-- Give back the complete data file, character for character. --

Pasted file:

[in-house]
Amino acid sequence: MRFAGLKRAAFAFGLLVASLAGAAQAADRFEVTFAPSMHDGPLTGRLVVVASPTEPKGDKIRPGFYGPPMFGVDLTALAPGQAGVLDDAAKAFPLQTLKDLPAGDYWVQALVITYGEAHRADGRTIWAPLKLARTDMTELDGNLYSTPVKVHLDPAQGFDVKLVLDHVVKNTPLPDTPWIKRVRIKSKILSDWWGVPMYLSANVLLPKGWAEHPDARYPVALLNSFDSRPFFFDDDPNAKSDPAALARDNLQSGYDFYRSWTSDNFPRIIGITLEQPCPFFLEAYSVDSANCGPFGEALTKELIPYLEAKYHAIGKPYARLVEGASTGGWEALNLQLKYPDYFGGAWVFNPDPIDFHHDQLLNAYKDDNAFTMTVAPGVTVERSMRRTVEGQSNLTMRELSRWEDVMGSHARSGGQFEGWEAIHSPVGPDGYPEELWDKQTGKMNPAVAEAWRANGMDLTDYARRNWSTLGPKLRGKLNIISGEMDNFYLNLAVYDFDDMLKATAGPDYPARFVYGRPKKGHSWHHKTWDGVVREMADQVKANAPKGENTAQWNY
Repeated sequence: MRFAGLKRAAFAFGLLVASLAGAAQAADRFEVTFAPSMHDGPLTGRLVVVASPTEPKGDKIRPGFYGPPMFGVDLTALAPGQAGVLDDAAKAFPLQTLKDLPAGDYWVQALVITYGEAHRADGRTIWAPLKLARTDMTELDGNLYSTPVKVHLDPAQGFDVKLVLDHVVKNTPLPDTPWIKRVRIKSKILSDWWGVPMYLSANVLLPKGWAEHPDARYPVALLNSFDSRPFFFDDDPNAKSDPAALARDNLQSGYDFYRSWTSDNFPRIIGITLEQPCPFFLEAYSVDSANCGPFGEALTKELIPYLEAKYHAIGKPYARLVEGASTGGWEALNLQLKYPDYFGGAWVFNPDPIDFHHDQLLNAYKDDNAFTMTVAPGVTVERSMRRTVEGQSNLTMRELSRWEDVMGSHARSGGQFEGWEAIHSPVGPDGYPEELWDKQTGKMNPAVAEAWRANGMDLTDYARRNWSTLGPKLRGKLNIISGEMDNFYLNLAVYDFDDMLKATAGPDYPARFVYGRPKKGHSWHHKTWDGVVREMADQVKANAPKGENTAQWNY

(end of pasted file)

[in-house]
Amino acid sequence: MRFAGLKRAAFAFGLLVASLAGAAQAADRFEVTFAPSMHDGPLTGRLVVVASPTEPKGDKIRPGFYGPPMFGVDLTALAPGQAGVLDDAAKAFPLQTLKDLPAGDYWVQALVITYGEAHRADGRTIWAPLKLARTDMTELDGNLYSTPVKVHLDPAQGFDVKLVLDHVVKNTPLPDTPWIKRVRIKSKILSDWWGVPMYLSANVLLPKGWAEHPDARYPVALLNSFDSRPFFFDDDPNAKSDPAALARDNLQSGYDFYRSWTSDNFPRIIGITLEQPCPFFLEAYSVDSANCGPFGEALTKELIPYLEAKYHAIGKPYARLVEGASTGGWEALNLQLKYPDYFGGAWVFNPDPIDFHHDQLLNAYKDDNAFTMTVAPGVTVERSMRRTVEGQSNLTMRELSRWEDVMGSHARSGGQFEGWEAIHSPVGPDGYPEELWDKQTGKMNPAVAEAWRANGMDLTDYARRNWSTLGPKLRGKLNIISGEMDNFYLNLAVYDFDDMLKATAGPDYPARFVYGRPKKGHSWHHKTWDGVVREMADQVKANAPKGENTAQWNY
Repeated sequence: MRFAGLKRAAFAFGLLVASLAGAAQAADRFEVTFAPSMHDGPLTGRLVVVASPTEPKGDKIRPGFYGPPMFGVDLTALAPGQAGVLDDAAKAFPLQTLKDLPAGDYWVQALVITYGEAHRADGRTIWAPLKLARTDMTELDGNLYSTPVKVHLDPAQGFDVKLVLDHVVKNTPLPDTPWIKRVRIKSKILSDWWGVPMYLSANVLLPKGWAEHPDARYPVALLNSFDSRPFFFDDDPNAKSDPAALARDNLQSGYDFYRSWTSDNFPRIIGITLEQPCPFFLEAYSVDSANCGPFGEALTKELIPYLEAKYHAIGKPYARLVEGASTGGWEALNLQLKYPDYFGGAWVFNPDPIDFHHDQLLNAYKDDNAFTMTVAPGVTVERSMRRTVEGQSNLTMRELSRWEDVMGSHARSGGQFEGWEAIHSPVGPDGYPEELWDKQTGKMNPAVAEAWRANGMDLTDYARRNWSTLGPKLRGKLNIISGEMDNFYLNLAVYDFDDMLKATAGPDYPARFVYGRPKKGHSWHHKTWDGVVREMADQVKANAPKGENTAQWNY